Visitors to the UAE frequently overlook Sharjah in favour of its glitzy and glamorous neighbour Dubai, but Sharjah has its own distinct charm. Sharjah, which is rich in cultural attractions and museums, provides visitors with a unique perspective on the UAE and a deep understanding of the culture that underpins the modern nation.
Sharjah is indeed a very family-friendly emirate, with most of its attractions centred on education. In addition to historical sites, museums, and galleries, Sharjah has a plethora of parks, beaches, and other family-friendly attractions, making it an ideal destination for families.
Sharjah, also known as the UAE’s cultural capital, is a neighbouring emirate to Dubai. In addition, it is one of the country’s major economic centres. Sharjah, despite its proximity to Dubai, has its own distinct culture and heritage.
The place stays high on the tourism radar because of its many museums and opportunities for educational and fun trips.
Best Places to Visit in Sharjah
Al Noor Island Sharjah
This park in the middle of the water is a mash-up of various tastes. The island and the mainland are linked by a pedestrian bridge. The island is illuminated with lights that change colours depending on the time of day. Everything becomes more exuberant in this place at dusk and dawn.
The butterfly house, the island’s main attraction, is home to 500 butterflies from 20 different species. The climate-controlled encasement promotes the survival of these insects while also serving as an architectural marvel. The entry fee here, however, is not included in the island’s admission fee.
Heart of Sharjah
Heart of Sharjah paints a complete picture of a bygone era that occurred decades ago. This is currently Sharjah’s largest heritage site. In its early stages, the location is a love letter to history and traditions. The Al Bait Hotel in Sharjah’s heart is an example of how tradition and modernity can coexist. The hotel is a modern take on traditional architecture and design. The hotel is a true representation of the 1950s, from the timber ceilings to the wall finishes and alcoves.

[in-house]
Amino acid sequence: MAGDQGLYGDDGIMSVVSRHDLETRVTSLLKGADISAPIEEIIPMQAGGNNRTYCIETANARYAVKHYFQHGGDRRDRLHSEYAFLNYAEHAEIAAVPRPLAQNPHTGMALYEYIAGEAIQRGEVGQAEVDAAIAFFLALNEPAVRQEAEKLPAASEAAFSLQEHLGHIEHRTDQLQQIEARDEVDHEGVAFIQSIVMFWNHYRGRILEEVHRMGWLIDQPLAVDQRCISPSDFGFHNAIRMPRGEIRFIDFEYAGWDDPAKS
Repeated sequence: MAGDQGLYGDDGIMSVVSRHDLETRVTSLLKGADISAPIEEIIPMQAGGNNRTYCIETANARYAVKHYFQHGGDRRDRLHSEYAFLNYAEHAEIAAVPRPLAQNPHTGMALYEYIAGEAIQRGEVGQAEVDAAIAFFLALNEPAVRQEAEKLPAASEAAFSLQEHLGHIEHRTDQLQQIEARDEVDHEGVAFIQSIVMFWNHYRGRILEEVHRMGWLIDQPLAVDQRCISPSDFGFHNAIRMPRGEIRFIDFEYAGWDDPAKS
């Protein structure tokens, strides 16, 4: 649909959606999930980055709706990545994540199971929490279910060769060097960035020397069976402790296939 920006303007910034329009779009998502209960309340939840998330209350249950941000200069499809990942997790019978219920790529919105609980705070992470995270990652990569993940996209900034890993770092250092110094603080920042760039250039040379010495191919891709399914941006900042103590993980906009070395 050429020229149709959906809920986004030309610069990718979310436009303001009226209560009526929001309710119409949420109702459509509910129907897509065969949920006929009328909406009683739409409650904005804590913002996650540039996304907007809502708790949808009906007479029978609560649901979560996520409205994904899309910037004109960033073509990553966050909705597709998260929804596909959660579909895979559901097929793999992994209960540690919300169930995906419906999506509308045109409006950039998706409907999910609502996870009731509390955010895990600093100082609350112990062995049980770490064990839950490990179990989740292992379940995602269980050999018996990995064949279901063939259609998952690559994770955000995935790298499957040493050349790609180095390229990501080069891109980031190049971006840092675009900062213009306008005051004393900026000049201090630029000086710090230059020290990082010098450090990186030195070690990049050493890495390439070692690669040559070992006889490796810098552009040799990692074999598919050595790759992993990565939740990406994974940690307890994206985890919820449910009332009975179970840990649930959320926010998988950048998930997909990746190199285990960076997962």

The Al Bait Hotel in Sharjah’s heart is an example of how tradition and modernity can coexist. The hotel is a modern take on traditional architecture and design. The hotel is a true reflection of the 1950s, from the timber ceilings to the wall finishes and alcoves.
Despite being surrounded on one side by Fujairah and on the other by the sea, Khor Fakkan is technically part of Sharjah’s emirate. It is a solid one and a half-hour drive from Sharjah’s main city.
Khorfakkan has one of the country’s largest ports. You’re likely to see entire armadas of cruise and container ships docked in the harbour. Shark Island, which is a little off the coast, is a great place for snorkelling and diving. The Khor Fakkan beach also has a plethora of options for adventure sports and fun.
This place, surrounded by the Hajar mountains and blessed with lush natural landscapes and stunning beaches, has everything you need to win your heart.
Al Badayer Oasis Sharjah
Al Badayer is literally a palace in the middle of the sands. This oasis with coral-coloured sand is a desert exploration hotspot in Sharjah. With the adrenaline rush of dune bashing, you can experience the Bedouin lifestyle and cuisine. But this isn’t just any old desert camp. In fact, this resort is oozing with luxury, complete with swimming pools and business suites.
Sharjah Classic Cars Museum